When I first arrived I positively tried to avoid contact with fellow English-speakers. After 6 months I gave that up. And now that there's Toytown I feel no shame in getting my fix here.

For the definitive answer to the original question see JE's (first) post.

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also, let's hope your partner understands where you are coming from and supports your desire to make English-speaking friends. i told my ex, I needed somehow to get involved in an English-speaking community in order to be able to stay and live in this *bleep* country. He understood that. He was in the US for 2 years and who did he party with in the US - his German friends. I also began to speak another type of English.

 

but he had a strong dislike for Toytown. I tried to bring him out, thinking TT Tuesday would be great, he could practice his English on others and we could start doing things together. he refused. he saw TT as immature, not meritable. Of course, I could do GNO without feeling guilty or German practice regulars table, but he even refused to come to an organized Andechs trip. That hurt me and I always felt guilty when I went and did something frivolous with the TT folks. My new guy totally understands this and thinks TT is great.

 

but i can only agree with Jeeves and others: don't try to become German. you will never speak the language like a native. they will always notice your accent. it'll be what's charming about you. even after 7 years, i still stumble over trying to explain some abstract thought. but since my new partner totally accepts me for how i am, my life is happy.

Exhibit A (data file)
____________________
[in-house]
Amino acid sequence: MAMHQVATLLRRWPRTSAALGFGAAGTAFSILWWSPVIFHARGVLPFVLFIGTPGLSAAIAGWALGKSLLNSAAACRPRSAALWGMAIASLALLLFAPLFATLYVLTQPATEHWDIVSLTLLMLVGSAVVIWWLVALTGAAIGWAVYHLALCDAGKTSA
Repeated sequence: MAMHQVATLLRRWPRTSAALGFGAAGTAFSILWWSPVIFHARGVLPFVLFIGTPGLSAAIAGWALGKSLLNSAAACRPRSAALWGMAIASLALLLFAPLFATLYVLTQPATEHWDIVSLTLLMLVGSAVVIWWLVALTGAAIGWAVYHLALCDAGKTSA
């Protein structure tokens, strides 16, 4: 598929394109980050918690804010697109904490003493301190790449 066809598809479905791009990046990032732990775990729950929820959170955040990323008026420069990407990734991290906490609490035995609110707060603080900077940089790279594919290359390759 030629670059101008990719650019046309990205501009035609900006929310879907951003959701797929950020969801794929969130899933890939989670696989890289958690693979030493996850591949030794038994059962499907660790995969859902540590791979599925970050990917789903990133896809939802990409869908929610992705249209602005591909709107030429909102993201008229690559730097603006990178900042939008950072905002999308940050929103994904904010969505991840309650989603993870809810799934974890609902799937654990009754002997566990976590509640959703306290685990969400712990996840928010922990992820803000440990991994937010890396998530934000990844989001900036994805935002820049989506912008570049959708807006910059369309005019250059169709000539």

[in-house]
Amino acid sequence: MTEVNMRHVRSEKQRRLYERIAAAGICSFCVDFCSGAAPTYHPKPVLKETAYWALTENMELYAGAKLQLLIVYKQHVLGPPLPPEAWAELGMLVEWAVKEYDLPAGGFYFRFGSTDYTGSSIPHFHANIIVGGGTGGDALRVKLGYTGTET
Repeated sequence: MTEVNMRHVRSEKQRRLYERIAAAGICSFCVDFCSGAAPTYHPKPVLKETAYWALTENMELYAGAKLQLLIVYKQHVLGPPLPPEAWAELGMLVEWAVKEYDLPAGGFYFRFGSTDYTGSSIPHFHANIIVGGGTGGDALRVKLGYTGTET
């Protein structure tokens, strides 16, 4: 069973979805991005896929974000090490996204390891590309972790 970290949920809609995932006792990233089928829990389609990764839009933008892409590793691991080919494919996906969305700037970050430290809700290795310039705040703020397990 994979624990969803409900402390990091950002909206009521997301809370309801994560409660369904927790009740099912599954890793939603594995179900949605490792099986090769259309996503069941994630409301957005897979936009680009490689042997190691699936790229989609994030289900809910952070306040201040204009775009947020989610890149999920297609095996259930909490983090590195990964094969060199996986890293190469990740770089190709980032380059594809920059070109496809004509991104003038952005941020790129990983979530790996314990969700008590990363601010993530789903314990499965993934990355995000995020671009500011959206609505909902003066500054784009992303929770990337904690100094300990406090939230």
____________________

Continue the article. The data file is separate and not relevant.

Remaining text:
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I must say though, sure, TT is great, but I have found it necessary to integrate myself into german culture at least to a certain extent, otherwise you're just making sure that you feel like an outsider. English-speaking friends are great, and I wouldn't be without mine, but I have some fab german friends as well, who don't care if I make mistakes in german, and who make me feel more like this is home.

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Does anyone regret making a permanent move to Germany?

- I miss being able to communicate naturally with people. .

I have been living here for 19 years. However I come from a mediterrenean background which means that my friends and family keep together, they do a lot of activities and fun things together. I also attended private British and American schools and university, lived overseas and I am used to the "lax" mentality of the English speaking people. I have German friends but like some stated on this thread, I am not able to share the same jokes and fun with them as I do with my English speaking friends. So when I am around my German friends I do miss being able to communicate naturally with people.

I think most people on this thread gave you really good advice. I would add on that you should try going to English speaking Stammtisches. The Germans who come there, like to practice their English and they tend to be pretty friendly to foreigners.

Do not let your mood effect your relationship. It sounds like you have a great partner. I think you should have a talk with him soon about your feelings, explain him how you feel.

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Chin up lass, you could still be living in Wales. Hamburg's the best city that Germany has to offer. You'll soon be singing in the valleys of Blankenese boyo, I should know, I was there.

 

Meantime: http://www.awchamburg.org/AWCH_GettingSett...glish_Orgs.html

In addition to my posted concerns, now I'm female as well - please don't tell my German girlfriend! :unsure:

 

Thanks everyone for your encouraging - mostly - replies!